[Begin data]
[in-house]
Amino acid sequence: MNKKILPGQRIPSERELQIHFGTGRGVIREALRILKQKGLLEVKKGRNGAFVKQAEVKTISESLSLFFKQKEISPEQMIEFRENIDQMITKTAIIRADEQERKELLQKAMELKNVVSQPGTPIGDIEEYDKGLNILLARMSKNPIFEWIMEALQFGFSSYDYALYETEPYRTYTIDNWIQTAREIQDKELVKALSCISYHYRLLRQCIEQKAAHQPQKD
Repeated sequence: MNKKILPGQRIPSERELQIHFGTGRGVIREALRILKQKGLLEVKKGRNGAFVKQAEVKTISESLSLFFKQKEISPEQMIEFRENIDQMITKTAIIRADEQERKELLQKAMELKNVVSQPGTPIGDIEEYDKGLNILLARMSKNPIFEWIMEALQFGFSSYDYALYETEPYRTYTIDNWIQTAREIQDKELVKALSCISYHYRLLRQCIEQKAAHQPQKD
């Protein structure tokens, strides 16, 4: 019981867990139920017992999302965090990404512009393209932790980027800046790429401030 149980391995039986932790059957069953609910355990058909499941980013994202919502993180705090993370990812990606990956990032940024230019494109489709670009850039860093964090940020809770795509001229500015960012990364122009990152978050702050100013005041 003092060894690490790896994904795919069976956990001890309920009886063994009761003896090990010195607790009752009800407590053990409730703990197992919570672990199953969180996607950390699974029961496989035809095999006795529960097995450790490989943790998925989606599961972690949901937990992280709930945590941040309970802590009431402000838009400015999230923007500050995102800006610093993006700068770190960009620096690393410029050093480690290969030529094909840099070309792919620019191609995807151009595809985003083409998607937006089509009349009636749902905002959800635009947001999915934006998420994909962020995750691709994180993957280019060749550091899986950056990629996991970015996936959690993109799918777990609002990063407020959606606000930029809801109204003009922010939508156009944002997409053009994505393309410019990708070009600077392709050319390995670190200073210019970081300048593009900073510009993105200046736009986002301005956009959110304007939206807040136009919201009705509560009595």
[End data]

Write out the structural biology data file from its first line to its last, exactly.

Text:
[in-house]
Amino acid sequence: MNKKILPGQRIPSERELQIHFGTGRGVIREALRILKQKGLLEVKKGRNGAFVKQAEVKTISESLSLFFKQKEISPEQMIEFRENIDQMITKTAIIRADEQERKELLQKAMELKNVVSQPGTPIGDIEEYDKGLNILLARMSKNPIFEWIMEALQFGFSSYDYALYETEPYRTYTIDNWIQTAREIQDKELVKALSCISYHYRLLRQCIEQKAAHQPQKD
Repeated sequence: MNKKILPGQRIPSERELQIHFGTGRGVIREALRILKQKGLLEVKKGRNGAFVKQAEVKTISESLSLFFKQKEISPEQMIEFRENIDQMITKTAIIRADEQERKELLQKAMELKNVVSQPGTPIGDIEEYDKGLNILLARMSKNPIFEWIMEALQFGFSSYDYALYETEPYRTYTIDNWIQTAREIQDKELVKALSCISYHYRLLRQCIEQKAAHQPQKD
């Protein structure tokens, strides 16, 4: 019981867990139920017992999302965090990404512009393209932790980027800046790429401030 149980391995039986932790059957069953609910355990058909499941980013994202919502993180705090993370990812990606990956990032940024230019494109489709670009850039860093964090940020809770795509001229500015960012990364122009990152978050702050100013005041 003092060894690490790896994904795919069976956990001890309920009886063994009761003896090990010195607790009752009800407590053990409730703990197992919570672990199953969180996607950390699974029961496989035809095999006795529960097995450790490989943790998925989606599961972690949901937990992280709930945590941040309970802590009431402000838009400015999230923007500050995102800006610093993006700068770190960009620096690393410029050093480690290969030529094909840099070309792919620019191609995807151009595809985003083409998607937006089509009349009636749902905002959800635009947001999915934006998420994909962020995750691709994180993957280019060749550091899986950056990629996991970015996936959690993109799918777990609002990063407020959606606000930029809801109204003009922010939508156009944002997409053009994505393309410019990708070009600077392709050319390995670190200073210019970081300048593009900073510009993105200046736009986002301005956009959110304007939206807040136009919201009705509560009595």